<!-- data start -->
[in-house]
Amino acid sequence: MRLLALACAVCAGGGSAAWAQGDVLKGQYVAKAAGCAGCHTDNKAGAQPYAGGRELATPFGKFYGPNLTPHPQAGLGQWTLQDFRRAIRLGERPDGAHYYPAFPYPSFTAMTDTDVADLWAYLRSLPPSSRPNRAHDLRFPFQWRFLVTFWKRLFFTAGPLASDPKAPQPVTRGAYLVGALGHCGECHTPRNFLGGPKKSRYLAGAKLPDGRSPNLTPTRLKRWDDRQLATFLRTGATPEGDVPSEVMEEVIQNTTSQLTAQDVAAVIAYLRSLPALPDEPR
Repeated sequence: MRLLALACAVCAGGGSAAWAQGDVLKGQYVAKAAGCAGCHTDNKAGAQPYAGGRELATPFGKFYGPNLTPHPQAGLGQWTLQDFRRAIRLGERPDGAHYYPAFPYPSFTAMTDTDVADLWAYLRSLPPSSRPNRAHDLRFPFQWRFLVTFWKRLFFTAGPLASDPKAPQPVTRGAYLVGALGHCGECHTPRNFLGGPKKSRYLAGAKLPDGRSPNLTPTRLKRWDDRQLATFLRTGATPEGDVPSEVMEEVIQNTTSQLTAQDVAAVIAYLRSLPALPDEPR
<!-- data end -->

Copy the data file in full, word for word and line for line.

[in-house]
Amino acid sequence: MRLLALACAVCAGGGSAAWAQGDVLKGQYVAKAAGCAGCHTDNKAGAQPYAGGRELATPFGKFYGPNLTPHPQAGLGQWTLQDFRRAIRLGERPDGAHYYPAFPYPSFTAMTDTDVADLWAYLRSLPPSSRPNRAHDLRFPFQWRFLVTFWKRLFFTAGPLASDPKAPQPVTRGAYLVGALGHCGECHTPRNFLGGPKKSRYLAGAKLPDGRSPNLTPTRLKRWDDRQLATFLRTGATPEGDVPSEVMEEVIQNTTSQLTAQDVAAVIAYLRSLPALPDEPR
Repeated sequence: MRLLALACAVCAGGGSAAWAQGDVLKGQYVAKAAGCAGCHTDNKAGAQPYAGGRELATPFGKFYGPNLTPHPQAGLGQWTLQDFRRAIRLGERPDGAHYYPAFPYPSFTAMTDTDVADLWAYLRSLPPSSRPNRAHDLRFPFQWRFLVTFWKRLFFTAGPLASDPKAPQPVTRGAYLVGALGHCGECHTPRNFLGGPKKSRYLAGAKLPDGRSPNLTPTRLKRWDDRQLATFLRTGATPEGDVPSEVMEEVIQNTTSQLTAQDVAAVIAYLRSLPALPDEPR